Sean Campbell and Benjamin
Sean (Campbell) and Benjamin

Game two was very close. Julie Zhang was the winner, edging out Sean Campbell (by 100 points), and Benjamin Ferrell. Although he didn't finish first, Ian Montijo did entertain the crowd with the way he managed his signaling device and by doing "Rock, Paper, Scissors" with his contestant helper.

Ian, Sean Ross, and Julie
Ian, Sean (Ross), and Julie


The two game winners, Richard and Julie, then moved to the Square-Off Round, in which the first person to answer a question correctly moves on to the Bonus Round and a chance at $2000. Richard answered the question before all the choices had been revealed. His answer was correct and so he earned a shot at the Two-Grand Prize Bonus Question.

Entering this round, Richard had yet to miss a Who Wants to Be a Mathematician question, from the qualifying test through the day's competition. That performance is made even more astounding by the fact that Richard is only in the ninth grade.

Richard in the Bonus Round

In the Bonus Round, Richard thought very carefully, registering his answer after about two minutes had elapsed. When time had expired, Richard explained his choice but seemed a little unhappy. He said that he had wished he'd made a different choice.

"Do you still want to see what the correct answer is, or would you rather not see it?" asked Mike.

"No, I want to see it."

When Richard saw it, it turned out that his choice was correct (good thing time was up by the time he doubted himself), so he had won $2000 in the Bonus Round in addition to his previous winnings in game one and the Square-Off Round.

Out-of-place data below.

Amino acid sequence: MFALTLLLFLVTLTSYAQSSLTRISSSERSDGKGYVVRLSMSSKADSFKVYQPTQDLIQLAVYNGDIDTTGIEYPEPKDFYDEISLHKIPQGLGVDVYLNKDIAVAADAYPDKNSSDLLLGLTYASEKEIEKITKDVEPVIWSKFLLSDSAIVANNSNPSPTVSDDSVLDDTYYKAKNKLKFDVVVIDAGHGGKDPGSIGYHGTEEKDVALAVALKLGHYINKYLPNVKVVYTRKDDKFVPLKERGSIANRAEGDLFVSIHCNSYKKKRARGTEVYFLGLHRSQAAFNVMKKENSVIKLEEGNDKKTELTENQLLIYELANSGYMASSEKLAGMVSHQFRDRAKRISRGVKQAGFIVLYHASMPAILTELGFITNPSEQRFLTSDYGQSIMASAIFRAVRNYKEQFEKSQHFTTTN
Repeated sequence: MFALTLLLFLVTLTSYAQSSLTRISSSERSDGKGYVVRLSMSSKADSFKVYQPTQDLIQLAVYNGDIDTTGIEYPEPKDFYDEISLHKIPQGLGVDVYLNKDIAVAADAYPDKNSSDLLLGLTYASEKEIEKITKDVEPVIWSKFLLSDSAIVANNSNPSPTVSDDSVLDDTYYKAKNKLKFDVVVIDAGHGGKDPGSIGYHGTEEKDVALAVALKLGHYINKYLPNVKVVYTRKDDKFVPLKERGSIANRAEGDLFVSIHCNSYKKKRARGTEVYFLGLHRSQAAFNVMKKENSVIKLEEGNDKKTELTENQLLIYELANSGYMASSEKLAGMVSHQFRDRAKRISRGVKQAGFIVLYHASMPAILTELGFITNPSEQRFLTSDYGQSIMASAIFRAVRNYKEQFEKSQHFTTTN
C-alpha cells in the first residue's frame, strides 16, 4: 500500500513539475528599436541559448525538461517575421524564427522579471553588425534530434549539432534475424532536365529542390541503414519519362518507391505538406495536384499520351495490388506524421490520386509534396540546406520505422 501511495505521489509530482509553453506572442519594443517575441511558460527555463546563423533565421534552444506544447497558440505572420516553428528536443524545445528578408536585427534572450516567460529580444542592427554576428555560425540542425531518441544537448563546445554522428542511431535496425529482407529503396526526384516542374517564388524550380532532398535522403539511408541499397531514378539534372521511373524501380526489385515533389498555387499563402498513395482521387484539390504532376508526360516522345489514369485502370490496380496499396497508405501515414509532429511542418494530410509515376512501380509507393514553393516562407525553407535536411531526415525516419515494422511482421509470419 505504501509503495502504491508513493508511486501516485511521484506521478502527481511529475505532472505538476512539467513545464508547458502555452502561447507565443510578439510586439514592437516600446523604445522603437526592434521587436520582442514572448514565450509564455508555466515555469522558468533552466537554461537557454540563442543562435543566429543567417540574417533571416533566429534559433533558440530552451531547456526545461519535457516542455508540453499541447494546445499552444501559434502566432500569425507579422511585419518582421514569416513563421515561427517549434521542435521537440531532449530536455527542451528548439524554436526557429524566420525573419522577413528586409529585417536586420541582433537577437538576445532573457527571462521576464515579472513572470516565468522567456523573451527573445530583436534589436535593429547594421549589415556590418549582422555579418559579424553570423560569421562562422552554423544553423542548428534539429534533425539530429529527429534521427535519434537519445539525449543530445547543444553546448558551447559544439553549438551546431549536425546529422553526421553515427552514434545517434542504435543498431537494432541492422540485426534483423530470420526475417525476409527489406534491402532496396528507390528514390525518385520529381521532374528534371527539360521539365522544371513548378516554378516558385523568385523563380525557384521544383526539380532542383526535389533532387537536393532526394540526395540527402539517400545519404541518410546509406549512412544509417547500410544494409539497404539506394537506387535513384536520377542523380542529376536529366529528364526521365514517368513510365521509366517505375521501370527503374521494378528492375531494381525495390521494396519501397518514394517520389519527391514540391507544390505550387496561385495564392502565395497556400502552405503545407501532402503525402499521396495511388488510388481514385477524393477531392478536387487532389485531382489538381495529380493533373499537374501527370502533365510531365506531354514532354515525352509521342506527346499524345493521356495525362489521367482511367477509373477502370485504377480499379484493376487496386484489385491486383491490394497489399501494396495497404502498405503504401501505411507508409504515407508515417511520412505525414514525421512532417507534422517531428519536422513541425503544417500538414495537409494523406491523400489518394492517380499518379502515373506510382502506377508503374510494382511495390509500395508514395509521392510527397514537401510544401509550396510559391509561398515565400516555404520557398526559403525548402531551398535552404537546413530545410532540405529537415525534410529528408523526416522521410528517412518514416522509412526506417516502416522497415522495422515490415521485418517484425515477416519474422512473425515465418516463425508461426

Julie, Mike, and Richard

Here are the prizes won by the ten contestants:

  • TI-Nspire graphing calculator from Texas Instruments, and $3000 from the AMS: Richard Spence
  • TI-Nspire graphing calculator from Texas Instruments and $500 from the AMS: Julie Zhang
  • Maple 12 from Maplesoft: Elizabeth Toller and Sean Campbell
  • Calculus with Early Transcendentals by Anton, Bivens and Davis from John Wiley and Sons: Sean Topping and Benjamin Ferell
  • What's Happening in the Mathematical Sciences from the AMS: Dixie Bungard and Sean Ross
  • Five-Minute Mathematics from the AMS: Jun Yeon Lee and Ian Montijo

The AMS thanks the University of Arizona's Institute for Mathematics and Education for hosting the event and Teresa Stovall for the many arrangements she made (including lining up the many most excellent refreshments and snacks), the National Science Foundation for its support of this event, and sponsors Texas Instruments, Maplesoft, and John Wiley and Sons, for their continued support of Who Wants to Be a Mathematician. Thanks also to the families, friends, and teachers of the contestants who formed a delightful audience for Ken Ono's talk and for the game.

Photographs by Who Wants to Be a Mathematician judge and co-creator Bill Butterworth (DePaul University Department of Mathematical Sciences) and Mike Breen.

Find out more about Who Wants to Be a Mathematician.